Regarding the importance of teamwork — to both players and fans — Wolff verbalized why watching the Knicks often leaves viewers deflated: “If the ball’s brought up the court and he (Carmelo) gets it and everybody sort of clears out, and he does a one-on-one with the defender, that’s not exactly entertaining. That’s sort of just a one-on-one situation. That is pretty much how the game has sort of evolved.”

I believe that watching selfish basketball is like playing on the same team as a ball hog. If we are continuously not included in the offense, we lose our interest — our sense of ownership. As fans, we are as uninterested to watch a guy who mistakenly believes he is the be-all, end-all as we are to play with somebody like this. When Linsanity struck, Knicks players were engaged. They felt like they could contribute to the success of a team — opposed to say when, um, that other guy came back. That’s when the other players and fans became less engaged.

Rick Wolff explained why.

“The reason why people go (at the very basic) to watch a professional, college or, even a high school team play is because they say they want to be entertained, and they want to see a team effort,” he said. “If you ask a fan, would you rather you see your team win because one guy shot the ball all the time? Or would you rather see a team effort where we the results aren’t guaranteed, but it’d be pretty interesting to see the ups and downs? The team effort is what people really begin to embrace. They’re fans of the team — even though a lot of the big-name athletes are marketed as the headliners.”

Headliners have always been part of the NBA. From George Mikkan to Bob Cousy, from Wilt Chamberlain to Bill Russell, from Julius Erving to Magic Johnson, from Larry Bird to Michael Jordan, from Kobe Bryant to LeBron James. This marketing style is as old as the NBA. But sometime between “The NBA is Fantastic!” and “NBA Entertainment,” the game became less entertaining. Why? Was the individual star made to be too important? When did this change occur? Is everybody trying to be the next Jordan instead of Magic or Bird?

Many have argued that the three-point shot has contributed to a boring league. There is probably merit to this. Three-point shot attempts are like scratch-off lottery tickets. Sure, everybody will hit once in a while. But, in the end, it tends to be a sucker’s bet.

The three-pointer played a role in the Bird-Magic era, which revived the NBA. But it did not have the predominant role it does today. In researching statistics, I was amazed to learn that in the 1984-85 NBA Finals — a seven-game series — the Celtics and Lakers attempted to shoot 41 three-pointers combined. Ten years later, the seven-game Finals between the Knicks and Rockets produced a combined 226 three-point attempts. Earlier this year in the Finals, the Spurs and Heat attempted a combined 234 shots from behind the arc. It was only a five-game series.

While Jordan seemed to be blessed with more individual talent and physical greatness than any player I have seen, he was merely one piece of championship teams. Four other players were attached. Jordan didn’t win his first NBA title until Bird’s back was busted and Magic was nearing his end. Like Bird’s Celtics and Magic’s Lakers, each team was rich in supporting actors who specialized in specific weaponry. McHale, Parish, DJ, Ainge, Wedman, Walton. Abdul-Jabbar, Worthy, Cooper, Wilkes, Rambis, Scott. As much as it was Bird and Magic, it was all about the team. It was not the Celtics and Lakers, only.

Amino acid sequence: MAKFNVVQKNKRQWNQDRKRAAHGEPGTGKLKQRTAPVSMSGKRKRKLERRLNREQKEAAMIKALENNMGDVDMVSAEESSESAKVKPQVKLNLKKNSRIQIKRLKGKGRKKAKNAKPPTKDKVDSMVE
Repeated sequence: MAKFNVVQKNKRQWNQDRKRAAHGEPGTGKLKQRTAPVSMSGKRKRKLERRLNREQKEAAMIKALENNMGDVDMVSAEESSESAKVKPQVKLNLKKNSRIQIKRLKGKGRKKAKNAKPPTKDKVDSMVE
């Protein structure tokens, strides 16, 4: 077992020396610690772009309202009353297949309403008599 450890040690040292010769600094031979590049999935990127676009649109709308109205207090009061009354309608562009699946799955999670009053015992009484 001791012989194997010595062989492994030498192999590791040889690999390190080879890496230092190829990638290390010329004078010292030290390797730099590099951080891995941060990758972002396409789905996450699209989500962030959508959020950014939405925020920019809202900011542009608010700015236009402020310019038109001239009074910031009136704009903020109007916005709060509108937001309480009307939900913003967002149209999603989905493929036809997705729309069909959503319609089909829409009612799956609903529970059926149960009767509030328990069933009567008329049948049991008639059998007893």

Passionately, Rick Wolff explained why it is that I believe that the NBA is failing today — despite the league’s financial success.

“I grew up in an era where I adored and admired the championship Knicks and the fact that they were the essence and personification of team play,” Wolff said. “As my dad (Bob Wolff) points out, with those teams, these were all superstars. But I don’t think any of the Knicks of either of those teams were ever in the top-10 in scoring of the league. So, they weren’t superstars. But they were unbelievably smart in terms of being team players. That, of course, to me has always been the goal. That’s what you want to be. It wasn’t The New York Knicks with Willis Reed or Walt Frazier. It was just the New York Knicks. And, that’s why I think today’s kids — particularly folks who like the Knicks grow up and say, ‘Well, that’s Carmelo Anthony, and he’s a superstar and averages 30 points a game.’ But the Knicks don’t win anything.”

Back-to-back losses led by a crummy Carmelo should not make Knicks fans throw their towels in. Yet. Wolff is optimistic: “Let’s see what happens with the triangle offense and see if that actually begins to settle in because that will change the dynamic of the team.”

But, Rick, what about the rest of the game? Does the league know its game is not as exciting as it would like its consumers to believe?

“Don’t discount the NBA,” Wolff assured me. “Adam Silver and his entourage are pretty smart cookies. They get it. The question is, ‘How do they reinvent themselves?'”

The answer to this question rests with the league — not the players. Coach Dale in “Hoosiers” told us why many play the game: “Most people would kill to be treated like a god, just for a few moments.”

Jared Max is a multi-award winning sportscaster. He hosted a No. 1 rated New York City sports talk show, “Maxed Out” — in addition to previously serving as longtime Sports Director at WCBS 880, where he currently anchors weekend sports. Follow and communicate with Jared on Twitter @jared_max.